Friday, May 16, 2008

More thoughts on fewer choices

Earlier this year I read a book by Barry Schwartz called The Paradox of Choice: Why More is Less and gave a quick overview of it.

I've been thinking about this book (and some of the main ideas in it) more and more over the past few weeks and I wanted to write down a few more thoughts on the whole concept of simplification and having fewer choices.

Like most people I have things that I care about and want to have tons of choices and things that I just want to be simple that I don't have to put a lot of thought behind.

I looked at reviews on hundreds of different tires before I picked the set I wanted. However, walking down the cereal aisle in the supermarket and being presented with plain Cheerios® in three different sized boxes (8.9, 14 & 18 oz.) just seems a tad ridiculous to me. How much of a waste is it to have three different package sizes, three different cases that have to be shipped to the store, three different spots on a shelf that have to be stocked, three different UPC's that have to be maintained in computer systems and on and on... all for the SAME EXACT product. Now expand this thinking to all of the other cereals... and then on to all of the other products available in a typical supermarket.

Do stores really need to carry a half dozen or so different brands of pasta? (I've never had pasta that tasted any different than any other pasta.) How is "pizza sauce" different from "pasta sauce" or "tomato sauce"? Aren't they all just basically tomatoes and spices? I'm not going to lie and say that I don't have preferences or favorite products and foods but I'm usually so overwhelmed when I walk in the supermarket that I don't pay attention to different prices or sizes and just grab what I'm used to eating but I can spend many hours spread over a few months researching tires for my car beginning months before they're even ready to be replaced.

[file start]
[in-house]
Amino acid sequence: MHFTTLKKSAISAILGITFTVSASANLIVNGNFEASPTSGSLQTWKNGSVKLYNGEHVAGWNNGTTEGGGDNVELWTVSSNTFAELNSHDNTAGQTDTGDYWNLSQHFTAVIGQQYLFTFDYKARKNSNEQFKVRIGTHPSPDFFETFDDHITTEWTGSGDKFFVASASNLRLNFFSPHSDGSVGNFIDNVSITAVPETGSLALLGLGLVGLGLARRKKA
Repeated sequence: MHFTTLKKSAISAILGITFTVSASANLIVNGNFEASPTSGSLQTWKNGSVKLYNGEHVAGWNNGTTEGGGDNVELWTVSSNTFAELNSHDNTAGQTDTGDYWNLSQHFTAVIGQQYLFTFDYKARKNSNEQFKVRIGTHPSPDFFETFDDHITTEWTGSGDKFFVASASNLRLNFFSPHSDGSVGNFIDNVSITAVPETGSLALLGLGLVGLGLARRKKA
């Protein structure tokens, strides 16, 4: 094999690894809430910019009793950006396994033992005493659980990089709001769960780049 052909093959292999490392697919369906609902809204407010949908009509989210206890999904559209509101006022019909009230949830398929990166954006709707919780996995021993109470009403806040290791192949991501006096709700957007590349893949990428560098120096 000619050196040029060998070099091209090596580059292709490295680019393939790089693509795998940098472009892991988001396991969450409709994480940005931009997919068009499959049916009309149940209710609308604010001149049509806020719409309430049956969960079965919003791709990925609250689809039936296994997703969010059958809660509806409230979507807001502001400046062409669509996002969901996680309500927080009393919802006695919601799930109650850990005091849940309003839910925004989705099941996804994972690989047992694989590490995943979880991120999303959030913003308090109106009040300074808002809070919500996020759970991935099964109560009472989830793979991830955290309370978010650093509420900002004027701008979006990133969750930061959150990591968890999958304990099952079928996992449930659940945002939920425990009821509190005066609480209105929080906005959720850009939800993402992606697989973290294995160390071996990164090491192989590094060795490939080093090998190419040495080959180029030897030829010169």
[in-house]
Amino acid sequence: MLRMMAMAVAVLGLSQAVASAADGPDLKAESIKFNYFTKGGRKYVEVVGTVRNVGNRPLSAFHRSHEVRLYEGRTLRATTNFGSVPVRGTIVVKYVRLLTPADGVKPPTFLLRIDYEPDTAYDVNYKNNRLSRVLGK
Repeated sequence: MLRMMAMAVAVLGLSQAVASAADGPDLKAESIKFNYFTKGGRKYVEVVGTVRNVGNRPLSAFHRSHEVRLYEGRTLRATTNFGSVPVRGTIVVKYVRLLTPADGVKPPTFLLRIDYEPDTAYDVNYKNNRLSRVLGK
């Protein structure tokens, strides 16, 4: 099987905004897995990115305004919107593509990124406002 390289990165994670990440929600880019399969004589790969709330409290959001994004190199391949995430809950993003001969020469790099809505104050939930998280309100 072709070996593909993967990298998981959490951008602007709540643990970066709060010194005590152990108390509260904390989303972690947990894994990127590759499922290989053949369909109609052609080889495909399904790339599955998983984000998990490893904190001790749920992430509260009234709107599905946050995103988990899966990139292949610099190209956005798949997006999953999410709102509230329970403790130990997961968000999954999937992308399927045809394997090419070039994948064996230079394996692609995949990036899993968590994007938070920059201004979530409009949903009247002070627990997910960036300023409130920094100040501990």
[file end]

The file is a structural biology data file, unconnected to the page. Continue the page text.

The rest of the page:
I don't really know how to justify what I'm thinking and I'm sure that Cheerios®, pasta and various sauces are important to some people in the same way that tires are important to me. I wouldn't just walk into a tire store and say: "I'd like to buy some tires." the same way I walk into the supermarket and grab a random box of rotini and jar of Prego®. However, I think I'd have a meltdown if I tried to compare Prego® to Ragu® to Bertolli® to Classico® to Emerill's® to Hunt's® to Newman's Own® to Muir Glen® to Gia Russa® to the store brand (and I could go on and on and on here...) the same way I obsessed about tires.

The whole concept of having too many choices is such a tricky situation that we've gotten ourselves into in pursuit of the almighty dollar... everything is a balancing act. Retailers don't want to piss off customers by taking away their choices and they want to keep adding new products to their lineup to relieve you of some of your cash while you're picking up your necessities but at the same time they want to save money and increase their profits. New brands pop up to take a share of your pasta sauce budget. Retail stores just keep getting bigger and more overwhelming. At many Wal-Mart stores you can have your car's oil changed while you purchase Miller Lite, shrimp, boxer shorts and a big screen TV.

I know there are other people out there that feel a lot like I do. The same simplification argument apples to pretty much everything from the supermarket example to computer software user interfaces. Sometimes having too many choices is overwhelming and wasteful... but how do we go back to a more simple existence? How do we remove choices without taking away a person's freedom to choose?

No comments :